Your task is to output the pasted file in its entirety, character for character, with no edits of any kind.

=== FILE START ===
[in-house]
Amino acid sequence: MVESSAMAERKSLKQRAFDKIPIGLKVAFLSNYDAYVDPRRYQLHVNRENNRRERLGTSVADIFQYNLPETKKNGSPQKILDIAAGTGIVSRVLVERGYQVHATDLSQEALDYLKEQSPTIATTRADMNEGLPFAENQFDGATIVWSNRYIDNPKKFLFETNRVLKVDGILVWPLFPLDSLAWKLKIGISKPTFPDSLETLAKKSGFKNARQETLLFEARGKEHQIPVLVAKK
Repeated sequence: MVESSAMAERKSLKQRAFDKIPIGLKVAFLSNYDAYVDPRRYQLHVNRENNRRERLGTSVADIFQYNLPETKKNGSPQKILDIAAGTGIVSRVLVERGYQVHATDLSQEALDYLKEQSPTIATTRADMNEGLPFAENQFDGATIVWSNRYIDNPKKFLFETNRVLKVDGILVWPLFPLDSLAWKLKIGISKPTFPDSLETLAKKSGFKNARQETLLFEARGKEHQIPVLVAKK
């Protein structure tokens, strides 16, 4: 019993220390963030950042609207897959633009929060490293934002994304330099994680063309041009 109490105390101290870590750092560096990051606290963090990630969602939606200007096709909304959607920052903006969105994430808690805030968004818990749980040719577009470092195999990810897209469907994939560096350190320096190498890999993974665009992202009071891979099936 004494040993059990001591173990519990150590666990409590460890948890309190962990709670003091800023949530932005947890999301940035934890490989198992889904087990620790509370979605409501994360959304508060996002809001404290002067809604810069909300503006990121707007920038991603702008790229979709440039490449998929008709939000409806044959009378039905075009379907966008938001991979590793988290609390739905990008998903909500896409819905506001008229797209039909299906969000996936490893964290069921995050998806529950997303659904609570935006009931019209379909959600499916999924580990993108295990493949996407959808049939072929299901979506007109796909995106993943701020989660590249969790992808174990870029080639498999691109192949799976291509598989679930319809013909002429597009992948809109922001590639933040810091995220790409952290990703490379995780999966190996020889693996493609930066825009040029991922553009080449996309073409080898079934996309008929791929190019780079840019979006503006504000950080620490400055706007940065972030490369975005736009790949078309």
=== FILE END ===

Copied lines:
[in-house]
Amino acid sequence: MVESSAMAERKSLKQRAFDKIPIGLKVAFLSNYDAYVDPRRYQLHVNRENNRRERLGTSVADIFQYNLPETKKNGSPQKILDIAAGTGIVSRVLVERGYQVHATDLSQEALDYLKEQSPTIATTRADMNEGLPFAENQFDGATIVWSNRYIDNPKKFLFETNRVLKVDGILVWPLFPLDSLAWKLKIGISKPTFPDSLETLAKKSGFKNARQETLLFEARGKEHQIPVLVAKK
Repeated sequence: MVESSAMAERKSLKQRAFDKIPIGLKVAFLSNYDAYVDPRRYQLHVNRENNRRERLGTSVADIFQYNLPETKKNGSPQKILDIAAGTGIVSRVLVERGYQVHATDLSQEALDYLKEQSPTIATTRADMNEGLPFAENQFDGATIVWSNRYIDNPKKFLFETNRVLKVDGILVWPLFPLDSLAWKLKIGISKPTFPDSLETLAKKSGFKNARQETLLFEARGKEHQIPVLVAKK
């Protein structure tokens, strides 16, 4: 019993220390963030950042609207897959633009929060490293934002994304330099994680063309041009 109490105390101290870590750092560096990051606290963090990630969602939606200007096709909304959607920052903006969105994430808690805030968004818990749980040719577009470092195999990810897209469907994939560096350190320096190498890999993974665009992202009071891979099936 004494040993059990001591173990519990150590666990409590460890948890309190962990709670003091800023949530932005947890999301940035934890490989198992889904087990620790509370979605409501994360959304508060996002809001404290002067809604810069909300503006990121707007920038991603702008790229979709440039490449998929008709939000409806044959009378039905075009379907966008938001991979590793988290609390739905990008998903909500896409819905506001008229797209039909299906969000996936490893964290069921995050998806529950997303659904609570935006009931019209379909959600499916999924580990993108295990493949996407959808049939072929299901979506007109796909995106993943701020989660590249969790992808174990870029080639498999691109192949799976291509598989679930319809013909002429597009992948809109922001590639933040810091995220790409952290990703490379995780999966190996020889693996493609930066825009040029991922553009080449996309073409080898079934996309008929791929190019780079840019979006503006504000950080620490400055706007940065972030490369975005736009790949078309």